For this exercise, a clearly defined object set against a plain background was required to be photographed wherein the placement of the object in the frame is varied. A walk in a field gave me the chance to find something suitable, in this case a small house, with a field of crops in the background. My position relative to the house was slightly elevated.
Photo 1 – Object as initially viewed, quick composition
Photo 2 – Object in frame centre
Photo 3 – Object off-right centre
Photo 4 – Object at bottom edge
Looking back now, and especially at the wider field of view in the first photo, I’m not sure that zooming in on the subsequent photos was the best approach. I should have retained that initial field of view to be able to compare each photo favourably. I want the detail in the house, as well as the people I noticed sitting to one side of it. However, in order of preference, photos that works best for me are; photo 4, photo 1, photo 2, photo 3.
Photo 4 shows more of the environment in which the house is in, whilst presenting enough detail in both the house itself, the plants surrounding it (mustard) and the background. The photo that works the least is photo 3, and this is because I feel I placed the house on the wrong side of the photo. Had it been placed on the left, then the people would have been looking into the majority of the frame of the photo, lending it more of natural balance. As it is, the composition seems to be an afterthought.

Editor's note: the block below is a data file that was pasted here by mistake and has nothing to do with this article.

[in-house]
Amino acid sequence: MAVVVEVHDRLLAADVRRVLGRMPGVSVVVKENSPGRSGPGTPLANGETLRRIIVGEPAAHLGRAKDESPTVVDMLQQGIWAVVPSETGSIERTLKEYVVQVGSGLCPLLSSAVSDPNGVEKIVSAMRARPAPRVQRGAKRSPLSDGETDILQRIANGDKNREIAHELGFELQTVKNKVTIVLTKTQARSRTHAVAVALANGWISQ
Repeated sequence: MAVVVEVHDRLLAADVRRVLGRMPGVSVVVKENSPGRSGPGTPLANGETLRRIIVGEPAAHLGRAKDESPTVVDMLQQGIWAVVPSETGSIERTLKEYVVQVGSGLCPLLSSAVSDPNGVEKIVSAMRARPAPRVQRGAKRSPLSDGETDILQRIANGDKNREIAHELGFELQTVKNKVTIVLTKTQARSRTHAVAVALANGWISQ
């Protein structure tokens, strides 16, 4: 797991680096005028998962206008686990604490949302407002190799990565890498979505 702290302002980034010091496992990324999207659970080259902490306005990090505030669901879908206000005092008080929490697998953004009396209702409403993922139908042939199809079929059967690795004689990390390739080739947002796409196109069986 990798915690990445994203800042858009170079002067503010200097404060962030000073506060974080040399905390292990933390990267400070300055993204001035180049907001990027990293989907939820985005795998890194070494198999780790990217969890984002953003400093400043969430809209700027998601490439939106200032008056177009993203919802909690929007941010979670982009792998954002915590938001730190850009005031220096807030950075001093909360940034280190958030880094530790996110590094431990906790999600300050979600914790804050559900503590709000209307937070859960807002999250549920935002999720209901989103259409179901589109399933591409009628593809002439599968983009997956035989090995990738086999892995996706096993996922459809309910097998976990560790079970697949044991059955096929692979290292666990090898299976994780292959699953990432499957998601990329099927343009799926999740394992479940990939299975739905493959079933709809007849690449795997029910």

The suggestion presented by the author of this exercise in the course book (p43):
…keep the camera to your eye as much a possible when you are looking for a shot…
Does not work very well for me. I have the habit of starring intently at a scene and picturing how it might look through the viewfinder. It allows me to rapidly change my focus and area of interest. Also, in some circumstances, where discretion may be required, it may not always be possible to have the camera constantly in front of ones’ face. But I shall of course try the suggested technique as situations allow.